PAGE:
President McGuire makes clear that we are not being partisan when we fight for the core values currently under attack. The integrity of higher education depends on the clear and forceful defense of “the foundational values that demand consensus to sustain a free society.”
These core values include:
- Commitment to justice and equity
- Commitment to truth, validated by evidence and research
- Refusal to suppress facts about American history
- Open discussion of contentious issues — divisive concepts — as fundamental to the very idea of a university
- Support for voting rights and encouragement for all students and university personnel to vote
- Protection of the health, safety, and security of all students, including undocumented immigrants
When universities abandon core values, society is in trouble. In Germany, voters in the Weimar Republic (1918-33) gave greater attention to inflation than to threats to democracy. Then in the 1930’s, German universities banned Jewish professors. In the 1950’s, U.S. universities fired professors targeted by the House Un-American Activities Committee (HUAC) for refusing to “name names.” We must do everything possible to stop history from repeating itself.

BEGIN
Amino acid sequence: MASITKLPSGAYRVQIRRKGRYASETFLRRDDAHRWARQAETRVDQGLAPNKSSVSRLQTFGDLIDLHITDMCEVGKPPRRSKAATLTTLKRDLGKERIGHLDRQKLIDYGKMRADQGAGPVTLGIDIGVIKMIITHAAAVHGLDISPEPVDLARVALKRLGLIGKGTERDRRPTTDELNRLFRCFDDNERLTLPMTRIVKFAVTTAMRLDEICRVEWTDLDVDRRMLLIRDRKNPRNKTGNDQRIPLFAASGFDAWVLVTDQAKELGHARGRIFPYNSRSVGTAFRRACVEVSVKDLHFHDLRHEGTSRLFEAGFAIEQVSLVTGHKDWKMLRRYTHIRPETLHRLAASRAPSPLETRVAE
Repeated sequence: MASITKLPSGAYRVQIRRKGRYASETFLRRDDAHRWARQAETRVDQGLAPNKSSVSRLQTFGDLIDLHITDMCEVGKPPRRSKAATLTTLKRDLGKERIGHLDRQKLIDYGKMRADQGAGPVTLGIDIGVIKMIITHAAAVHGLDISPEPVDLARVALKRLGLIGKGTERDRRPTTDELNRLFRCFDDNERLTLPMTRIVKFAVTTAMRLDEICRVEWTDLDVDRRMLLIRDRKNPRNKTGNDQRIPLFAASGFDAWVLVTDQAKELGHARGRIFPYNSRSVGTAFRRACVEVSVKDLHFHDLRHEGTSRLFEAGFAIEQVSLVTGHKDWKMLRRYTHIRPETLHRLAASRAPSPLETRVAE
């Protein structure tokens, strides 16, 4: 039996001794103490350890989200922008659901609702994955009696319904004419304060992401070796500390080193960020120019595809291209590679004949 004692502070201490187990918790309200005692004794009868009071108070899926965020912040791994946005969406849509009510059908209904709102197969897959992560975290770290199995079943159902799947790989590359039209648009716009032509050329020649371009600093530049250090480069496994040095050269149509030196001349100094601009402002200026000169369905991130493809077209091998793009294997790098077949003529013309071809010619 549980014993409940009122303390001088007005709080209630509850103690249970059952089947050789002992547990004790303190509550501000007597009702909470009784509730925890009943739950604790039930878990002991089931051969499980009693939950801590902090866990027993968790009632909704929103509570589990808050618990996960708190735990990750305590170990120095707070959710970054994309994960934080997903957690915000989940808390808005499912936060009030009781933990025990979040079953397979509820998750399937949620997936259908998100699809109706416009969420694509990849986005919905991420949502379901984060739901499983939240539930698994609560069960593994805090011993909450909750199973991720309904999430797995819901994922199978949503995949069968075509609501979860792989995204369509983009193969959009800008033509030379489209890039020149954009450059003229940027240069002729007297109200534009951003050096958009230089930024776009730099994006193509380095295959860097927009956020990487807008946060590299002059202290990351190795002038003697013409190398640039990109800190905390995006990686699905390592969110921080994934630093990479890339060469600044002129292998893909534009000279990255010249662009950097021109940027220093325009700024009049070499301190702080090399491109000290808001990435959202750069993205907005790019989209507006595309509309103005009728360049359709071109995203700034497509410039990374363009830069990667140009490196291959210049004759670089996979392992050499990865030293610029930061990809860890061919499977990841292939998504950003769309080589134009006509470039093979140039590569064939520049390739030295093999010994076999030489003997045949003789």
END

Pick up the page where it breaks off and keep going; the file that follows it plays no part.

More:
Most Americans oppose laws that curtail professors’ free speech. But 30 percent of Republicans say the government should be able to regulate professors’ classroom speech, and 50 percent say professors have too much freedom to express themselves in class, according to a recent YouGov poll.
We have to do a better job of explaining to the general public that higher education’s core values are essential to a free society.
Governors have enormous influence — for good or ill — on public higher education
On November 8, Pennsylvania will elect one of two candidates for Governor, one who defends higher education’s core values and has vowed to make public universities more accessible (Shapiro), and one who decidedly does not and has voted against more support for public institutions (Mastriano).